12. Green, T. H. (1971).Gynecology: Essentials of Clinical Practice, Little, Brown, Boston.Google Scholar
  13. Kistner, R. W. (1971).Gynecology: Principles and Practice, Year Book, Chicago.Google Scholar
  14. Lackie, F. H. (1964). Hypnotherapy in gynecological disorders.Int. J. Clin. Exp. Hypn. 12: 121–145.Google Scholar
  15. MacMahon, E. J. (1977). The behavioral treatment of dysmenorrhea (menstrual pain). Master's thesis, Case Western Reserve University.Google Scholar
  16. Meichenbaum, D., and Turk, D. (1975). The cognitive-behavior management of anxiety, anger, and pain. Paper presented at the Seventh Banff International Conference.Google Scholar
  17. Mischel, W. (1976).Introduction to Personality, Holt, Rinehart and Winston, Atlanta.Google Scholar
  18. Mulcahy, R., and Janz, N. (1973). Effectiveness of raising pain perception threshold in males and females using psychoprophylactic childbirth techniques during induced pain.Nurs. Res. 22: 423–427.Google Scholar
  19. Mullen, F. G. (1968). The treatment of a case of dysmenorrhea by behavior therapy techniques.J. Nerv. Ment. Dis. 147: 371–376.Google Scholar
  20. Mullen, F. G. (1971). Treatment of dysmenorrhea by professional and student behavior therapists. Paper presented at the American Psychological Association.Google Scholar
  21. Novak, E. R., Jones, G. S., and Jones, H. W. (1975).Novak's Textbook of Gynecology, Williams and Wilkins, Baltimore.Google Scholar
  22. Parlee, M. B. (1973). Premenstrual symptoms.Psychol. Bull. 80: 454–465.Google Scholar
  23. Parlee, M. B. (1974). Stereotypic beliefs about menstruation: A methodological note on the Moos menstrual distress questionnaire and some new data.Psychosom. Med. 36: 229–240.Google Scholar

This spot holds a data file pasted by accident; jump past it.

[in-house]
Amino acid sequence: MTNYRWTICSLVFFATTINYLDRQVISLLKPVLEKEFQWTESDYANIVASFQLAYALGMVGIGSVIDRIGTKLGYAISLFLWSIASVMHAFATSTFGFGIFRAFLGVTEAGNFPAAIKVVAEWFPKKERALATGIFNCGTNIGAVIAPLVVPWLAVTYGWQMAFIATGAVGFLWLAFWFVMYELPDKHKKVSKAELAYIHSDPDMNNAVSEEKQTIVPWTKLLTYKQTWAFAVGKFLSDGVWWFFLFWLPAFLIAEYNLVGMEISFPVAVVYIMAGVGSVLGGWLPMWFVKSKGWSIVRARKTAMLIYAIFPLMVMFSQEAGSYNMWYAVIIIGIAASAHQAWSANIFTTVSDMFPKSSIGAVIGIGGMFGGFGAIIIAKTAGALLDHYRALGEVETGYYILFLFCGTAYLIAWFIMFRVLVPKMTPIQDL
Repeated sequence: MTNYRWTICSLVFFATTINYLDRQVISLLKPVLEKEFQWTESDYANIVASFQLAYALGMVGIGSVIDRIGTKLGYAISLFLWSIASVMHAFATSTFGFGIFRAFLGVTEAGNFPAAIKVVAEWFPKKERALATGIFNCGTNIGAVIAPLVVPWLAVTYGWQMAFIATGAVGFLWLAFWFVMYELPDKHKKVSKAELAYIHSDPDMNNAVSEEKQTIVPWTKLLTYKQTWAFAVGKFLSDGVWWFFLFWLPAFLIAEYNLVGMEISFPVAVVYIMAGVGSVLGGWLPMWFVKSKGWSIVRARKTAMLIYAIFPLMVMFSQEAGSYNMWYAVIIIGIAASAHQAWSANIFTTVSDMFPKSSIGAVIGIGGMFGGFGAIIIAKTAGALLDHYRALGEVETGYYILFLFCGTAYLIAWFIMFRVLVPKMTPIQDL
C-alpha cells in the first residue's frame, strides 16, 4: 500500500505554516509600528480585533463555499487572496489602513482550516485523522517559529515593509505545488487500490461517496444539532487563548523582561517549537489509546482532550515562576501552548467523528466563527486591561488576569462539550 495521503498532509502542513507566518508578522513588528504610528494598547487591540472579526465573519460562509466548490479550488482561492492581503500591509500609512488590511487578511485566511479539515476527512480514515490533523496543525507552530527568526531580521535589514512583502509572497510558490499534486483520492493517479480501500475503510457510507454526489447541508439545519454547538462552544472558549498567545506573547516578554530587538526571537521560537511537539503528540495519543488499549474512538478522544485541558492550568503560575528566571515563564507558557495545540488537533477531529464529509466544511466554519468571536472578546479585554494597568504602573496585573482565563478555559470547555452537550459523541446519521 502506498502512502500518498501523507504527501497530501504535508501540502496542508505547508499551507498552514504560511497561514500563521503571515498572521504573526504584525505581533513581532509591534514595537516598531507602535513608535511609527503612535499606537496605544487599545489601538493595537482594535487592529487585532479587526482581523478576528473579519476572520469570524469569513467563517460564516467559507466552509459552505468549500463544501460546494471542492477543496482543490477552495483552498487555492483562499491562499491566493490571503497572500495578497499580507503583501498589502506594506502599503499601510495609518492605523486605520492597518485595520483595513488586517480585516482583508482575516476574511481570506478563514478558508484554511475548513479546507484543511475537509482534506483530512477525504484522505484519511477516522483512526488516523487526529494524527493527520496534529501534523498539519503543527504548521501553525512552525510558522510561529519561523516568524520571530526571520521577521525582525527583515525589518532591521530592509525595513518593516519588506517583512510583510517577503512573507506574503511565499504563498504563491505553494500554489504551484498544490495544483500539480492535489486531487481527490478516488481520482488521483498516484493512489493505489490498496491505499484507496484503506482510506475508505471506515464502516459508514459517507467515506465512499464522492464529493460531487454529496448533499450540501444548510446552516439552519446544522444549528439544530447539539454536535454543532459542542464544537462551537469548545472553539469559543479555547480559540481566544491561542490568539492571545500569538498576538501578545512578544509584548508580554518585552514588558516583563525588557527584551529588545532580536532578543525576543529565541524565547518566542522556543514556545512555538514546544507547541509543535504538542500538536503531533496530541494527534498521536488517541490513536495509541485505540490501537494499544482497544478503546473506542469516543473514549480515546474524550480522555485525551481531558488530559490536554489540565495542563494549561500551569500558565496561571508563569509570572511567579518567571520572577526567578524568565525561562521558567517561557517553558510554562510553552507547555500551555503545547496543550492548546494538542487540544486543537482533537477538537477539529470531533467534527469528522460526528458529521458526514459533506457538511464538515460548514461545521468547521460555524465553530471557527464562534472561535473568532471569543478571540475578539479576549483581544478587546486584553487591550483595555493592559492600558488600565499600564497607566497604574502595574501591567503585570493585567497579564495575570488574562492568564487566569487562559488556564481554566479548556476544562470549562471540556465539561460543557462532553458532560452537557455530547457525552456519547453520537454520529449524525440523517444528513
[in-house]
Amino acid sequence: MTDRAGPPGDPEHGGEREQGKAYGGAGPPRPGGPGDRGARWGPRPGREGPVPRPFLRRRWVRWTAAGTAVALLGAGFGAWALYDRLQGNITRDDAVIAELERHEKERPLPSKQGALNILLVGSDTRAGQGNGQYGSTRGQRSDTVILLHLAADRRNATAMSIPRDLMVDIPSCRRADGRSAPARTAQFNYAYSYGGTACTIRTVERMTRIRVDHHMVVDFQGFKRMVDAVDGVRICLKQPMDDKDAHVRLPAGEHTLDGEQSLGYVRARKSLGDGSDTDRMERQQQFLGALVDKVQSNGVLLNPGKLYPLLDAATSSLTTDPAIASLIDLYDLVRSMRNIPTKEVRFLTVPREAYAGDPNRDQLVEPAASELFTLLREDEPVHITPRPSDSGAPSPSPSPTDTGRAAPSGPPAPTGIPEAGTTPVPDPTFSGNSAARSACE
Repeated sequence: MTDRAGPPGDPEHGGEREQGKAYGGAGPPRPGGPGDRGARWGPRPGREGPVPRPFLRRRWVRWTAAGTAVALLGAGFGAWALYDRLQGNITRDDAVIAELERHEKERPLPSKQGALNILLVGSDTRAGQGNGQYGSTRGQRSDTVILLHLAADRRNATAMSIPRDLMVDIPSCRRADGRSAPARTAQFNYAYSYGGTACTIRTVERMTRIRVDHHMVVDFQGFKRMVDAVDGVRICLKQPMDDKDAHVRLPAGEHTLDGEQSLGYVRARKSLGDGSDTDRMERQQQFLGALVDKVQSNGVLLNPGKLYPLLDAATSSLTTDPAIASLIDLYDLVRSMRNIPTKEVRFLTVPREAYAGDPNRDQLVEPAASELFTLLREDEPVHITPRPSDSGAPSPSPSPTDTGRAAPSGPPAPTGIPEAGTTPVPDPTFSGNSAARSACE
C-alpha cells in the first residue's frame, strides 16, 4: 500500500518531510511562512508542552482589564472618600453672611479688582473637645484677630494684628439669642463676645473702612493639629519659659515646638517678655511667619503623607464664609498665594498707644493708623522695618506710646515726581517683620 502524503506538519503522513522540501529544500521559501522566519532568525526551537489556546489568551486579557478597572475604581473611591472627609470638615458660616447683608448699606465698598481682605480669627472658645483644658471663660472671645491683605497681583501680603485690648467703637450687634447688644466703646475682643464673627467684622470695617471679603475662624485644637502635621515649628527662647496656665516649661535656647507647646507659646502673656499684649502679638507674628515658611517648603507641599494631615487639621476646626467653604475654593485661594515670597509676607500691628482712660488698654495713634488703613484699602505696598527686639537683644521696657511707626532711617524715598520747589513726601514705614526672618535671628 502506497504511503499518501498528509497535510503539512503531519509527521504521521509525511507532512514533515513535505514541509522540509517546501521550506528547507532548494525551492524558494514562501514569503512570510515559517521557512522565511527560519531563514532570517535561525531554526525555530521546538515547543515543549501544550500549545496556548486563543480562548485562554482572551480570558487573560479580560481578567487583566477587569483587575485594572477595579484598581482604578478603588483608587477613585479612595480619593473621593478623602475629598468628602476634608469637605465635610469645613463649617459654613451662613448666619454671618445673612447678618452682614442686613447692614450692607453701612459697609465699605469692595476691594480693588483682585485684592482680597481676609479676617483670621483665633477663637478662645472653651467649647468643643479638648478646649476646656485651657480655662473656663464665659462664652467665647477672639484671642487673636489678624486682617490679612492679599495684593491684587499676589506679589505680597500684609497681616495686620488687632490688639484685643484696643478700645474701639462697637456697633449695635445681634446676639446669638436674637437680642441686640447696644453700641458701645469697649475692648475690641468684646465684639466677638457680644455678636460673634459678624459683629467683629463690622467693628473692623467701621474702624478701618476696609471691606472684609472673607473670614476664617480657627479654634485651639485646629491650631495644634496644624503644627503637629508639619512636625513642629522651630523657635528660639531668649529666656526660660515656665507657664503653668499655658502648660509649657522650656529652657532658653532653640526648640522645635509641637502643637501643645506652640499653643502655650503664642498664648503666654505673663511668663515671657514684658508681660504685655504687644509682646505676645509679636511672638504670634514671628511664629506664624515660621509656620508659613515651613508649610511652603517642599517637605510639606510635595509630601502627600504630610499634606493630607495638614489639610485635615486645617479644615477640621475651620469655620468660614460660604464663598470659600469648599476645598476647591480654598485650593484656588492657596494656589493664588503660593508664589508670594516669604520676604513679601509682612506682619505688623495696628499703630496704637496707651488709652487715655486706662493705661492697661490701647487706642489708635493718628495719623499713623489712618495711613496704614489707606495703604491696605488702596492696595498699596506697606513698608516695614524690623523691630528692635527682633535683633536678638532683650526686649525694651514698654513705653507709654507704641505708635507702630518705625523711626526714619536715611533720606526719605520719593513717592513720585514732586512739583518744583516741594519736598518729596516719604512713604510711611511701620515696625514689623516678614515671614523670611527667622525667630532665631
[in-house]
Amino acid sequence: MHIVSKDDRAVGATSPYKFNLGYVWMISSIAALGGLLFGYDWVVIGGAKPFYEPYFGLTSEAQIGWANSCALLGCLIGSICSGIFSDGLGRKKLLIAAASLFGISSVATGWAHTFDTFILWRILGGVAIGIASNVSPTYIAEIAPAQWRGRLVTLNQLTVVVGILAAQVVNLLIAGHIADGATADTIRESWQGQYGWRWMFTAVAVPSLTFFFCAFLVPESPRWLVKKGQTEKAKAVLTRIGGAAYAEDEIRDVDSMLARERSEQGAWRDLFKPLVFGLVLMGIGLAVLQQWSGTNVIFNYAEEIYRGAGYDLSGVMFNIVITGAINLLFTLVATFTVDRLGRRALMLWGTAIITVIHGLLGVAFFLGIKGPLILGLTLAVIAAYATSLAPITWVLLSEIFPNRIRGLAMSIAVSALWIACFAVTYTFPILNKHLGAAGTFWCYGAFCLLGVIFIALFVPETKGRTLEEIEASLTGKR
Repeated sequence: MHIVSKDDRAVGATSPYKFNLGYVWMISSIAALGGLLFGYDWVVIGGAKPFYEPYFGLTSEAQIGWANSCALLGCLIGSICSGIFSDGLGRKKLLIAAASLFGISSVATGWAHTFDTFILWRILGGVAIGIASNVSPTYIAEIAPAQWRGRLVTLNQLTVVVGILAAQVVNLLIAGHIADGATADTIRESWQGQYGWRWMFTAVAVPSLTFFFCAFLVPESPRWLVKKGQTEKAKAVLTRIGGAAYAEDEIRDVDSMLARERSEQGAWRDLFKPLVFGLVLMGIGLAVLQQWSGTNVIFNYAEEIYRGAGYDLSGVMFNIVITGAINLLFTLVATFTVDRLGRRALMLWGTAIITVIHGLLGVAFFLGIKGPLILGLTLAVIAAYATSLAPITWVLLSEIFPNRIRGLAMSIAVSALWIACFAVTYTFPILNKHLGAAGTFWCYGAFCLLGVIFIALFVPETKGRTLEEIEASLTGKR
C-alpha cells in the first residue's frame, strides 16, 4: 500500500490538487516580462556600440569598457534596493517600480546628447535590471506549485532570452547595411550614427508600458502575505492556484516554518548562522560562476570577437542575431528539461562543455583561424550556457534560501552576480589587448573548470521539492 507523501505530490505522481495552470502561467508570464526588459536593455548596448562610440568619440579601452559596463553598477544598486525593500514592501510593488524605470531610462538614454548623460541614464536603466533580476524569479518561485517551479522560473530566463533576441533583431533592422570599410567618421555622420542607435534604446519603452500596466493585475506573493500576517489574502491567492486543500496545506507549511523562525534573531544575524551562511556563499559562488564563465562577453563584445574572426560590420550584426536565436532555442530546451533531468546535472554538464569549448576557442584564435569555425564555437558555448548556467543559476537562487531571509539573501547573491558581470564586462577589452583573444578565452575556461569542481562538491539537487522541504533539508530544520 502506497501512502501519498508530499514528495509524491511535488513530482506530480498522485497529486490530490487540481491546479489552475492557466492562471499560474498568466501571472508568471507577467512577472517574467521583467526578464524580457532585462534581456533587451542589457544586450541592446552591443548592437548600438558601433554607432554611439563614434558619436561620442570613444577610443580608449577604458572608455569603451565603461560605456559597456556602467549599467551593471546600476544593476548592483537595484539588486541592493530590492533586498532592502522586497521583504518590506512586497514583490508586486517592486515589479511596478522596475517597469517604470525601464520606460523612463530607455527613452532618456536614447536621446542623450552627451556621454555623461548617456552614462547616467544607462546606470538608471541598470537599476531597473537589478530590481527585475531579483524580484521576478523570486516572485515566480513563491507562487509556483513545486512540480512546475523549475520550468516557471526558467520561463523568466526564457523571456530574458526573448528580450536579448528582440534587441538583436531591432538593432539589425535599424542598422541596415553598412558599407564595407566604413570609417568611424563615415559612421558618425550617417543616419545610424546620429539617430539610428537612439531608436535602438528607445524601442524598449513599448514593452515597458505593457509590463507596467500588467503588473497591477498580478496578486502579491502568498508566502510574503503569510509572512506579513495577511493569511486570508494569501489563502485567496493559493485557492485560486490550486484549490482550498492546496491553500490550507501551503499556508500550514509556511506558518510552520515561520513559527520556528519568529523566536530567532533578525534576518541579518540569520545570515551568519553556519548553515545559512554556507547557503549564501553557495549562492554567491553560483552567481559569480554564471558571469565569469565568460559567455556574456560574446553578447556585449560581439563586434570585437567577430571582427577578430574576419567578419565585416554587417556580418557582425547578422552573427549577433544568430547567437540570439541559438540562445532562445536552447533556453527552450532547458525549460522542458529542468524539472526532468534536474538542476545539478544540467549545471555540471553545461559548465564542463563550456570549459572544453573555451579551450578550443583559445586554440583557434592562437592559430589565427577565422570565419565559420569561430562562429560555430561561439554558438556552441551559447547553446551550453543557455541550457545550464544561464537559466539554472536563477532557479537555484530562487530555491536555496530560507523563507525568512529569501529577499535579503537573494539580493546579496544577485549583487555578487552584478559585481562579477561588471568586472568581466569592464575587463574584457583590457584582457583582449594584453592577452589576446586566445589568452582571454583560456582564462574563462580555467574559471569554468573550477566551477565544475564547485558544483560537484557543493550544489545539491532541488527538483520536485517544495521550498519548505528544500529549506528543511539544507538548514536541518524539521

24. Reeves, J. L., and Mealiea, W. L. (1975). Biofeedback assisted cue controlled relaxation for the treatment of flight phobia.J. Behav. Ther. Exp. Psychiat. 6: 105–111.Google Scholar
  25. Reich, S. K. (1972). The effects of group systematic desensitization on the symptoms of primary dysmenorrhea. Doctoral dissertation, University of New Mexico.Google Scholar
  26. Rumenik, D. K., Capason, D. R., and Hendrick, C. (1977). Experimenter sex effects in behavior research.Psychol. Bull. 84: 52–877.Google Scholar
  27. Sturgis, S. H. (1970). Primary dysmenorrhea: Etiology and management. In Sturgis, S. H., and Tymon, M. L. (eds.),Progress in Gynecology, Vol. V, Grune & Stratum, New York.Google Scholar
  28. Tasto, D. L., and Chesney, M. A. (1974). Muscle relaxation treatment for primary dysmenorrhea.Behav. Ther. 5: 668–672.Google Scholar
  29. Taylor, J. A. (1953). A personality scale of manifest anxiety.J. Abnorm. Soc. Psychol. 48: 285–290.Google Scholar
  30. Tyler, E. T. (1973). Contraceptive control: The pill is best for most. In Lauler, D. P. (ed.),Reproductive Endocrinology, Medcom, New York.Google Scholar

Copyright information

© Plenum Publishing Corporation 1978

Authors and Affiliations

  • Daniel J. Cox
    • 1
  • Robert G. Meyer
    • 2
  1. 1.Department of PsychiatryUniversity of Virginia Medical CenterCharlottesville
  2. 2.Department of PsychologyUniversity of LouisvilleLouisville

Personalised recommendations